April 05, 2006

The Seconds "Kratitude"

When Brooklyn trio the Seconds released their debut album Y in 2001, it struck me as a lesser take on the hyperactive math-punk that guitarist Zach Lehrhoff’s other band the Ex-Models had already set a new standard for when they released THEIR debut Other Mathematics five months earlier. After doing the requisite touring to support Y, all three members put the band on the backburner to engage in arguably more lucrative pursuits. Zach focused his attention on the Ex-Models, and watched their various personnel changes render their music leaner and grimier with each successive album. Bassist Jeannie Kwon works at an engineering firm while earning a master’s degree at NYU. Drummer Brian Chase ended up having the busiest schedule of the three when his other band, the Yeah Yeah Yeahs, rocketed to international acclaim in 2003. I didn’t lament the Seconds’ absence because the music that Zach and Brian were making in their other bands was far more interesting.

Although I was shocked to find out that the Seconds even had time to make a second album, I didn’t expect much from Kratitude when it arrived in my mailbox. When I finally listened to it, though, it kicked my ass and put a stranglehold on my CD player that didn’t let up for the next few weeks. It’s a shame that the album has garnered so little press, especially in comparison to the Yeah Yeah Yeahs’ Show Your Bones, which was released a week later. Kratitude definitely rocks harder than Bones --- although, to be fair, comparing the YYYs to the Seconds is like comparing apples to nails. However, I also feel that this album builds upon the groundwork laid by the titans of drone, industrial and No Wave (the sticker on the album cover mentions DNA, Throbbing Gristle and the Theatre of Eternal Music) in a more convincing manner than the Ex-Models did on last year’s Chrome Panthers.

Opener “Moving” begins with Kwon muting her strings to produce pinging harmonics, until Brian and Zack seize control of the song 30 seconds later. Brian bashes out a 2/4 rhythm on his tom-toms that speeds up and slows down at will. Zack makes scraping noises that sound as if the wiring in his guitar has a short, and he’s violently wrenching out a metal object caught between his strings. The phrases “moving slowly” and “moving faster” are repeated in different intervals by all three band members. Brian’s stentorian deadpan, Zack’s lisping yelp and Jeannie’s petulant shriek are placed in stark contrast to one another. This song sets the proper tone for an album that employs rhythm, repetition and noise as its main tools, and treats melody like an afterthought.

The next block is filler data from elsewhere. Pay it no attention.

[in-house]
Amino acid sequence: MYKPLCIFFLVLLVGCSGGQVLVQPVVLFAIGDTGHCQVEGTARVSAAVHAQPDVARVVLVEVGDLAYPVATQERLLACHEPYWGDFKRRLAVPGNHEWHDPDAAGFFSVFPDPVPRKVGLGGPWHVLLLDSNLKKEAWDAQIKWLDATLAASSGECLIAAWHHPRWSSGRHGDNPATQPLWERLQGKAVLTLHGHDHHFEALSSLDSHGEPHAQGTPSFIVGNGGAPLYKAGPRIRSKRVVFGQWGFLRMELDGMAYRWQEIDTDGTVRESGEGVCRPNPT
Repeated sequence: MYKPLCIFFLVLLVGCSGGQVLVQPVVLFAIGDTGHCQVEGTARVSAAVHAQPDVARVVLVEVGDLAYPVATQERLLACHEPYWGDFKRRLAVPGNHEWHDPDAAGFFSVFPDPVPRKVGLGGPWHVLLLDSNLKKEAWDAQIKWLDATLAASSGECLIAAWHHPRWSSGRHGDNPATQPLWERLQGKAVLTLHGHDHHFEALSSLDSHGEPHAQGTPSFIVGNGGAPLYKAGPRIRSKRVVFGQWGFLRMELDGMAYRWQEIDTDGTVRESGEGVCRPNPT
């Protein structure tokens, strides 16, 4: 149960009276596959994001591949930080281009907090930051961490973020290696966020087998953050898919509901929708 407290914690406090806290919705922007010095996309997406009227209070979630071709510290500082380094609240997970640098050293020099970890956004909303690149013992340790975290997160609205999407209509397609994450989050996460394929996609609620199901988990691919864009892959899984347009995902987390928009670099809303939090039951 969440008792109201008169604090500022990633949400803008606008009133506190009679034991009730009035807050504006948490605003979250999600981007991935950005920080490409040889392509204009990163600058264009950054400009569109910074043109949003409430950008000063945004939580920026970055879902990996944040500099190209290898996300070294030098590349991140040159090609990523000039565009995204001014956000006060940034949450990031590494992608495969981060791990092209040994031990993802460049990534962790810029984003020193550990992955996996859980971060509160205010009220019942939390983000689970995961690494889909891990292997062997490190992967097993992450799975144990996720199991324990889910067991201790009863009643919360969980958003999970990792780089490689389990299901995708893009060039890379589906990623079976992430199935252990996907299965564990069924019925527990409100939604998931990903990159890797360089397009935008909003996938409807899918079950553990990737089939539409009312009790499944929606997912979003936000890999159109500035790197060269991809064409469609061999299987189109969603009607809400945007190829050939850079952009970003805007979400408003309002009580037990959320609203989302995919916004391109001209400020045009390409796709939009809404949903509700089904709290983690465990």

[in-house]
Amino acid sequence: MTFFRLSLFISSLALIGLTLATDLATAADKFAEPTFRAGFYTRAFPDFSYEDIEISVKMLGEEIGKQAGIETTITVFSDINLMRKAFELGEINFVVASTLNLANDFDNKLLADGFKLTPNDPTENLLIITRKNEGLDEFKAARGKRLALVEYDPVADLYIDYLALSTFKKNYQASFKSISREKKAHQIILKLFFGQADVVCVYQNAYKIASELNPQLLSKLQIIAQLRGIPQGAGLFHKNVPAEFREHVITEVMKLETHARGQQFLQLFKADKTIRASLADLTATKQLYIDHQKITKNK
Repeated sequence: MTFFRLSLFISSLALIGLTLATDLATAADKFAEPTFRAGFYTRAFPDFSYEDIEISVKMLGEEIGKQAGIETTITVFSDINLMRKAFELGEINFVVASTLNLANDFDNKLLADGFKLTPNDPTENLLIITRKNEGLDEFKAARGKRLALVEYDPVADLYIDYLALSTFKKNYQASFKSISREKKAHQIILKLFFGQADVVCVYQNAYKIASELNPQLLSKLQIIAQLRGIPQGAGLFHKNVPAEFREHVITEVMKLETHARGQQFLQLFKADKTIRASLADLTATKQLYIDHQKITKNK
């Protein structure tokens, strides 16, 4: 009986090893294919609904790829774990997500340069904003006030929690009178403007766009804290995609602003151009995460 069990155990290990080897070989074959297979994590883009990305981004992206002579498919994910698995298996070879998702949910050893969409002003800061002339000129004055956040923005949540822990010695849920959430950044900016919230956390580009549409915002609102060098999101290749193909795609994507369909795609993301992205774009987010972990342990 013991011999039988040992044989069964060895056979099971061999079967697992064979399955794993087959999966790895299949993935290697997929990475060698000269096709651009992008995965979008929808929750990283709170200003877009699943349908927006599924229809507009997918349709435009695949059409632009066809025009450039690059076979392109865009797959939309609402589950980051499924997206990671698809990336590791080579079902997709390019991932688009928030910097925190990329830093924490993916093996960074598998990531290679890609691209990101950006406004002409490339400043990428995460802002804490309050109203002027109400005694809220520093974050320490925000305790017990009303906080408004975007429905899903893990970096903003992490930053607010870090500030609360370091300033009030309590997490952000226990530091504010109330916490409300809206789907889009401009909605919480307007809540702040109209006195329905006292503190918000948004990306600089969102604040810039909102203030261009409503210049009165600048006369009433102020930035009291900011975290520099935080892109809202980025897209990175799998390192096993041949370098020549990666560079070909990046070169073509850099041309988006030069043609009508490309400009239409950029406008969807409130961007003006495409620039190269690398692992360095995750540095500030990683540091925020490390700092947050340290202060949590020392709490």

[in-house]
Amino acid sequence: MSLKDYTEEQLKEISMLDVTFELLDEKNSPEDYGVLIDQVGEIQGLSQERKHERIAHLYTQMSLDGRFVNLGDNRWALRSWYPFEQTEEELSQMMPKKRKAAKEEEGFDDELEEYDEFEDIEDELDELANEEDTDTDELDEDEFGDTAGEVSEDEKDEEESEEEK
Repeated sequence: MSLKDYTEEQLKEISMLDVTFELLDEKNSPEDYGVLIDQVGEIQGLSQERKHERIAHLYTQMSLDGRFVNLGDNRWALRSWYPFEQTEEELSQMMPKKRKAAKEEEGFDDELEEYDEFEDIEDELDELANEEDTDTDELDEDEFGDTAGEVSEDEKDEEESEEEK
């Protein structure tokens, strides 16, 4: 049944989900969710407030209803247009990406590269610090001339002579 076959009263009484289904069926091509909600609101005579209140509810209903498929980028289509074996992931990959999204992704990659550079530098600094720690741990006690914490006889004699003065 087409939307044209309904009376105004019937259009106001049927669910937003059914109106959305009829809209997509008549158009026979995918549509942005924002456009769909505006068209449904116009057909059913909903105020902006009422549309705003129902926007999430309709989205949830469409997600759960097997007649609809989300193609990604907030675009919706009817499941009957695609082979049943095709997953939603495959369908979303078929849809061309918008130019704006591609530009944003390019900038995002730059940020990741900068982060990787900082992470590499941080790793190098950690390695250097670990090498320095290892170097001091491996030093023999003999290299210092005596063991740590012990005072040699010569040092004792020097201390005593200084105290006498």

“Sister8myson” is one of many songs on Kratitude whose lyrics consist of a single phrase repeated over and over again --- see also “Sleeping,” “Teeth” and “Dogsicle.” All of these songs derive their tension from the syncopation between Brian’s tribal drumming and Zack’s perpetually out-of-tune guitar. Like “Moving,” “Sleeping” speeds up and down at random moments, imitating the wooziness evoked by its only words: “Sleeping on the floor/feeling cold and tired.” “Say” takes the lyrical terseness one step further, as the band chants nonsensical syllables solely for their rhythmic and phonetic properties (“ooh-la-ley,” “peek-a-boo”). On the other hand, the vocals on “Scheisse” are so distorted that I can’t even make out whether they’re saying actual words or not.

“Teeth” does away with meter altogether: every disembodied voice and instrument on that song falls in and out of sync, until the result sounds like the Shaggs performing a séance. “Dedicatedtotheoneeye” is even creepier --- a Shirelles cover stripped of most of its lyrics and all of its melody, until all that’s left are slow, lingering chords that never resolve, and Jeannie hollering “BE MY BABY” like a mentally handicapped woman, caught in the throes of a desperation she can barely articulate. After this song, the instrumental “Lee Is Free” homage that closes Kratitude almost feels unnecessary. The Seconds have already spent the first 10 songs of the album stripping rock music down to its primitive, sinister and grinding essence. They don’t have to ape their heroes or their contemporaries anymore, for they have finally come into their own.

Dear Seconds,

I'm sorry for counting you guys out. PLEASE don't penalize me by making me wait another five years to hear from you again.


Sean Padilla

Artist Website: www.5rc.com/bands/seconds
Label Website: www.5rc.com

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